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Development charges discussed at special meeting

- the current DC Bylaw amendments expire in August -


Last Wednesday evening, Gary Scandlan, of Watson & Associates Economists LTD., provided members of Essex Council and Administration with information regarding development charges during a special meeting held in the large meeting room at the Essex Municipal Building.

by Sylene Argent

Last Tuesday, Essex Council held a special meeting to get background information about development charges.

  Gary Scandlan, of Watson & Associates Economists LTD., provided Council with a plethora of information regarding development charges, and provided information on how the Town compares to area municipalities in this regard. He also provided updates on changes implemented to the Development Charges Act in 2015.

  Development charges recover the capital costs associated with residential and non-residential growth within a municipality, Scandlan noted during the meeting. These costs are in addition to construction, and include items like internal roads of a subdivision, sewers, watermains, sidewalks, and streetlights. The idea of development charges is to service new growth in the municipality so taxpayers are not on the hook.

  Municipalities can make these charges through the Development Charges Act.  

  A future meeting will highlight how the Town’s Development Charges Bylaw has been performing since amendments have been adopted.

  Currently, Development Charges have been removed in Ward 4 to spur growth.

  In 2015, a previous term of Council provided for a fifty percent reduction in residential Development Charges for Harrow. This Bylaw expired on December 28, 2016 and was further extended to December 31, 2017. At that time, the amendment to the bylaw that enforces the imposition of Development Charges for the Town was enacted to provide a 100-percent discount for Development Charges on residential development in Harrow between January 1, 2018 and August 25, 2019

  This amendment to the Bylaw was implemented to help attract residential growth in Harrow during a time the high school was still being considered for closure. During the meeting, Mayor Larry Snively commented the Town still struggles to get new development in the south-end of the municipality, but the north-end is growing.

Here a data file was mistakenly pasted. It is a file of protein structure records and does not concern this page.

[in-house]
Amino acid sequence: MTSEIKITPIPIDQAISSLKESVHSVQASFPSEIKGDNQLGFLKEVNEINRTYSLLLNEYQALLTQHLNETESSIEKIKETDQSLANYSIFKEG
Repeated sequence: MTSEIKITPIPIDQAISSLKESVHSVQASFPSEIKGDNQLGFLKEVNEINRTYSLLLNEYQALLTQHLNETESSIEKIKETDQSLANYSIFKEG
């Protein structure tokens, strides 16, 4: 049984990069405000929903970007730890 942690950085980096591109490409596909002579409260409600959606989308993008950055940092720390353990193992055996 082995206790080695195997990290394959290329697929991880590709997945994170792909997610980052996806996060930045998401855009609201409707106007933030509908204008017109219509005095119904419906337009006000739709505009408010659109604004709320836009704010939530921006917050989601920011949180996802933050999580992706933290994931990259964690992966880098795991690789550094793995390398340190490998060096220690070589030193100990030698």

Further, in May of 2018, the Council of the day adopted an amendment to Bylaw 1344 that imposes Development Charges. The amendment reduced commercial development charges by 100 percent in areas that fall outside of the Town’s existing Community Improvement Plan boundaries. The changes are also in effect until August 25, 2019.

   The 100 percent reduction in commercial Development Charges is funded through the new tax revenue or incremental commercial property tax revenue from each applicable development, based on a calculated payback period.

  Reduction in development charges must be funded from other sources.

  As these amendments to the Development Charges Bylaw expire in August, the background session was held so Council can consider these amendments.

  Further, in March of this year, Council approved using an increment tax increase to fund multiple-residential development charges. This model, depending of the situation, could leave the Town with no tax revenue from the facility once it is built for a few years as the development fees waived have to be paid back.

  Development Charge amendments also have to consider a waste-water portion.

During the meeting, Scandlan went through what can be included through the Development Charges Act and what can not, which gave members of Council and administration a clear understanding of what is permissible and what is not.

He said it is important Essex’s Development Charges program is clear as to what will be impacted through this program. He noted part of the clarity is to ensure the section of the Municipal Act, regarding “bonusing” is not affected. If the municipality charges one new development, other similar new developments must be affected as well, for fairness.

  Scandlan said a Development Charges background Study will be released in, around, June on the issue, which will be followed up with a public meeting in July. Council could then consider the bylaw by August.

  During the meeting, CAO Chris Nepszy said he wants a bylaw that works for the Town of Essex and is consistent.

Council received Scandlan’s report. 

© 2020 The Essex Free Press ltd.

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